x Abu Dhabi, UAETuesday 25 July 2017

Proposed law will help empower all women in the UAE

While the nation is leading the region, there is still work to be done on women's rights.

The situation of women around the world is like a "moving picture", said Kate Adie, a famous British journalist and author, on International Women's Day on Saturday. Despite the progress, there is much to be done to empower women. She also said, during a panel discussion at the Emirates Airline Festival of Literature, that education is key but there needs to be more exposure to what women can achieve.
In the UAE, women have moved a long way in narrowing the gender gap, and the nation leads the Arab countries in the Global Gender Gap Report 2013. The UAE Cabinet decided in December 2012 to make it compulsory for corporations and government departments to include women on their boards of directors.
Due to the commitment of the leadership of this country to empower women, many of them have reached high positions. But there are still challenges facing women in lower-level positions in both government and private organisations. There are issues that affect women in their daily lives - such as domestic abuse and sexual harassment - that have been increasing recently.
Last week, the FNC suggested a sweeping new law to define and guarantee women's rights at home, work and in public places in all seven emirates. The newly formed Human Rights Committee viewed having a new "women's law" as a natural progression from the Child Rights law passed this year. The FNC recommendation is sound and should certainly be taken into consideration.
In the workforce, the playing field isn't yet level for women to reach their potentials, as there are still some obstacles. The National has highlighted some of these issues during the past weeks. One is the ongoing issue of the short period of maternity leave, compared to the international average, and the lack of workplace-sponsored daycare centres.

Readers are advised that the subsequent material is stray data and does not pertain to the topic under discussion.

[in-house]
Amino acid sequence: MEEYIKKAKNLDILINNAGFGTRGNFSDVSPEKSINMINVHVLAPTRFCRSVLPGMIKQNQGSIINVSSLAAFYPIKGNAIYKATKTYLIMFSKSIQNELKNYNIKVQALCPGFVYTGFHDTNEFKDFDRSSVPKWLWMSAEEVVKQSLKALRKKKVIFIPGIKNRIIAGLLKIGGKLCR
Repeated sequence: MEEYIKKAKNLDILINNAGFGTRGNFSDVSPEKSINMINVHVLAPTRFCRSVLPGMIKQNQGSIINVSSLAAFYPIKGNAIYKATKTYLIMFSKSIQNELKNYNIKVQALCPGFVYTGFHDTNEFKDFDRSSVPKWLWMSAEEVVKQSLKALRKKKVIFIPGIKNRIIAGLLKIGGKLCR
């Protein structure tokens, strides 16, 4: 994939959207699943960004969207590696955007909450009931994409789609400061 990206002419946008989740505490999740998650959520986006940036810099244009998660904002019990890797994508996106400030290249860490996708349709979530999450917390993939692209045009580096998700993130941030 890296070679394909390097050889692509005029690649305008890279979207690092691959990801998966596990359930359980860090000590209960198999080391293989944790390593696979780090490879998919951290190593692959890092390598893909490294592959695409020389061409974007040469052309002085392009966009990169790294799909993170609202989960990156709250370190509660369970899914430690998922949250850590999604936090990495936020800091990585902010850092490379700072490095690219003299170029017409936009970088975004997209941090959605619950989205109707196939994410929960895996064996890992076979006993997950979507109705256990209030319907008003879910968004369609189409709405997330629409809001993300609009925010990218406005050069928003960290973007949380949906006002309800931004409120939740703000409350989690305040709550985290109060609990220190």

According to the 2008 federal law on human resources, women who have worked more than one year for a government organisation are entitled to have paid maternity leave for a period of 60 days. In the private sector, the paid maternity leave entitlement is even shorter, at only 45 days.
This is below the standard set by the International Labour Organisation (ILO) of at least 12 weeks. The ILO's figures show that 119 countries meet the minimum number - with one, the Czech Republic, offering 28 weeks - while only 31 countries mandate a maternity leave period of less than 12 weeks, including the UAE.
Experts have been calling for an amendment to the law to provide more support to new mothers, who often face difficulties adapting to their new situation after giving birth. Workplace-sponsored daycare centres are also needed to help women establish a bond between them and their children. The two hours of breast-feeding a day stipulated under the law can be impractical, especially for women who live far away from their workplace. One of them told The National last month that there must be changes in the current law to "strengthen the family unit, promote parenthood and increase the number of skilled women in the workplace".
Members of the FNC argued last year that the existing maternity leave provision was inadequate. New policy papers have been proposed, but there has been no concrete progress.
There are other issues affecting women in the UAE that could be addressed by the law. Lawyers and psychologists have noticed an increase in the number of cases of sexual harassment of women in recent years. They told The National last week that the decline in religious devotion, lack of parental supervision and growing use of the internet are a few factors that have led to this phenomenon. They urged women to report cases and seek professional support to avoid developing severe anxiety and depression.
Expatriate women are more vulnerable to sexual harassment in the workplace. I remember reading a story this year about a woman who had been repeatedly harassed verbally and physically by her employer at work. The expat woman waived her sexual harassment complaint for fear of losing her job and being forced to leave the country. Many women in her situation do the same thing, because there is a perceived lack of support for women in such cases.
At home, despite the increasing efforts of authorities to provide social support centres, many women are still reluctant to report domestic abuse. Adding to that, there is also a rise in the number of cases of women being abandoned by their husbands. A s the FNC discussed earlier this year, many of these women don't seek help from the authorities because they fear legal consequences or losing their children.
I believe a new women's rights law should be put in place to bring together all the ongoing efforts to protect women under a nationwide framework. Ali Jassim, an FNC member from Umm Al Quwain, said that the law should focus in particular on domestic violence against women.
The UAE is a model in the Arab world when it comes to women's rights. But the country can do even better at the international level.
Aalmazrouei@thenational.ae
On Twitter: @AyeshaAlmazroui